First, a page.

Short Course on Island History, June 2019

Harpswell Heritage Land Trust (HHLT) is offering a Short Course on Island History in June of 2019. This series provides a stimulating, in-depth learning opportunity for adults. We recruit knowledgeable and passionate instructors and class sizes are kept small.

Fees are per two-session topic: $60 for HHLT members and $70 for non-members (click here for more information about joining as a member). This fee includes a one-and-a-half-hour classroom session and a four-hour field trip on an island, including boat transportation by Seacoast Tours of Freeport.

If you would like to sign up for the classroom session only, you are welcome to do so for $5.

Because the field trip builds upon knowledge from the classroom session, we ask that you not sign up for the field trip if you do not expect to also attend the classroom session on the same topic.

Registration is first-come, first-served. We will maintain a waiting list when courses fill to capacity. Scholarships are available.

Both field trips are full but there is still space in the classroom sessions. Click here to register. Email outreach@hhltmaine.org to get on the waiting list.

Malaga Island

Classroom session: Monday, June 17, 6-7:30 p.m. at Harpswell Heritage Land Trust, 153 Harpswell Neck Road, Harpswell

Field trip: Saturday, June 22, 11 a.m.-3 p.m. on Malaga Island. Boat transportation provided from Holbrook Wharf. Please bring your own lunch and water.

Malaga Island, located at the mouth of the New Meadows River in Phippsburg, has an important cultural history. The island was home to a mixed-race fishing community from the mid-1800s to 1912 when the residents were forcibly removed by the State of Maine. Since acquiring the island, Maine Coast Heritage Trust has worked with various partners, including the University of Southern Maine, to better understand the island’s archaeological history and to help share this unfortunate story from Maine’s past. Kate McBrien and Caitlin Gerber will be sharing the story of Malaga’s past, present, and future.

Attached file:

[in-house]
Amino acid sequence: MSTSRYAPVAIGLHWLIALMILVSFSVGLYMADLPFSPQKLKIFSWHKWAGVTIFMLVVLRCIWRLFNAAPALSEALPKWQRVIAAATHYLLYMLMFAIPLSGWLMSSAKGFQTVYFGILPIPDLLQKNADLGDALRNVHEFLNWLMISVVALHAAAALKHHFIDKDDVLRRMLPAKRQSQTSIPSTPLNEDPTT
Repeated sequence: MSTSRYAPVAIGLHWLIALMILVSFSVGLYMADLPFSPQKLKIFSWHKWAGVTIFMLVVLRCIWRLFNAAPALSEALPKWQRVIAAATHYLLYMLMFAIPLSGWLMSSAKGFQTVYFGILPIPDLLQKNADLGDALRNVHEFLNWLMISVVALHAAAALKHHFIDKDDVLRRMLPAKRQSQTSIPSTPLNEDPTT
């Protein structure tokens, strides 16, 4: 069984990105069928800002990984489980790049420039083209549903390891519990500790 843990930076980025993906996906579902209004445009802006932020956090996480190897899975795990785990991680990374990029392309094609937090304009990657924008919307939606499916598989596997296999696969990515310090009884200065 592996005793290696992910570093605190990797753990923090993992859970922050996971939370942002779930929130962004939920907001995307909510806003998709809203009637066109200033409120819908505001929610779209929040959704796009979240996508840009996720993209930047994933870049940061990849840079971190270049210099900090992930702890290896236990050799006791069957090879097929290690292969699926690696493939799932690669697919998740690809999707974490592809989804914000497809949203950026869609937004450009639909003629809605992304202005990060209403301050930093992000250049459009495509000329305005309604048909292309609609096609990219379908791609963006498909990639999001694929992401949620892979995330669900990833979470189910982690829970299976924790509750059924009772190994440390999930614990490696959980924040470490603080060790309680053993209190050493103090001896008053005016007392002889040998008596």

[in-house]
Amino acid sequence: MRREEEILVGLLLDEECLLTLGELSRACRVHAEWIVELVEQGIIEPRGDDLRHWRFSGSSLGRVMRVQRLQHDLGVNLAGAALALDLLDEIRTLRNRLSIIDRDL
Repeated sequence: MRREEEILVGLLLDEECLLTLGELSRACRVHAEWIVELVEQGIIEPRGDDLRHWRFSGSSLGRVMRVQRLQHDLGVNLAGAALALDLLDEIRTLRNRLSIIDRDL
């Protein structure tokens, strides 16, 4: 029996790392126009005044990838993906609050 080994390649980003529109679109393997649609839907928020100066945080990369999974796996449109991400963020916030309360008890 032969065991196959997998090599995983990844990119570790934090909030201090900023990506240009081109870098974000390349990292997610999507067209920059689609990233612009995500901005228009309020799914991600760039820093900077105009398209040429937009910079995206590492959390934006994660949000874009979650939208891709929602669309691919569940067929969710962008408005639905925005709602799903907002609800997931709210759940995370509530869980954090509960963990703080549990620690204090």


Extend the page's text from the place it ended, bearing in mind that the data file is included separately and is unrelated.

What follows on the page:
Getting on and off Malaga Island can be a bit tricky with seaweed and rocks to maneuver around. Once on the island, there are bugs and poison ivy. We recommend layers and bug spray.

Kate McBrien is an historian and independent museum professional, having most recently served as the Chief Curator and Director of Public Engagement for the Maine Historical Society. In 2012, she curated the award-winning exhibit Malaga Island, Fragmented Lives for the Maine State Museum in Augusta, Maine. She continues to research this history and works with community descendants to uncover and document their past.

As a Regional Land Steward for Maine Coast Heritage Trust (MCHT), Caitlin Gerber works with a variety of partners and volunteers, to care for MCHT’s popular island preserves in Casco Bay. She also manages the Land Conservation Internship Program—providing Maine college students work at land trusts—and helps manage MCHT’s volunteer program. Caitlin has an undergraduate degree in Marine Biology from Dalhousie University and a Masters degree in Community Planning and Development: Land Use and Environment from University of Southern Maine. She was born and raised in Maine and feels fortunate to play a role in conserving the coast.

Eagle Island

Classroom session: Thursday, June 27 from 6-7:30 p.m. at Harpswell Heritage Land Trust, 153 Harpswell Neck Road, Harpswell

Field trip: Saturday, June 29 from 9:30 a.m.-1:30 p.m. on Eagle Island. Boat transportation provided from the Dolphin Marina and Restaurant. Please bring your own lunch and water.

The primary focus of the presentation will be Admiral Robert E. Peary’s naval career, Arctic explorations and generous family whose donation of Eagle Island in 1967 enabled it to become a focal point of civic engagement and the national treasure that it is today. Featuring historic photographs, the presentation will traverse through decades of history and explore Eagle Island from its geologic formation to its recent designation as a national historic landmark. Participants of the course will be prepared with a strong foundation of knowledge to build upon when they visit Eagle Island.

Owen Blease manages Eagle Island State Historic Site for the Maine Department of Agriculture, Conservation, and Forestry. He takes great pleasure in engaging volunteers and park staff in projects that preserve Eagle Island’s cultural and environmental resources, enhance the experience of visitors, and contribute to the success of outdoor recreation in Maine.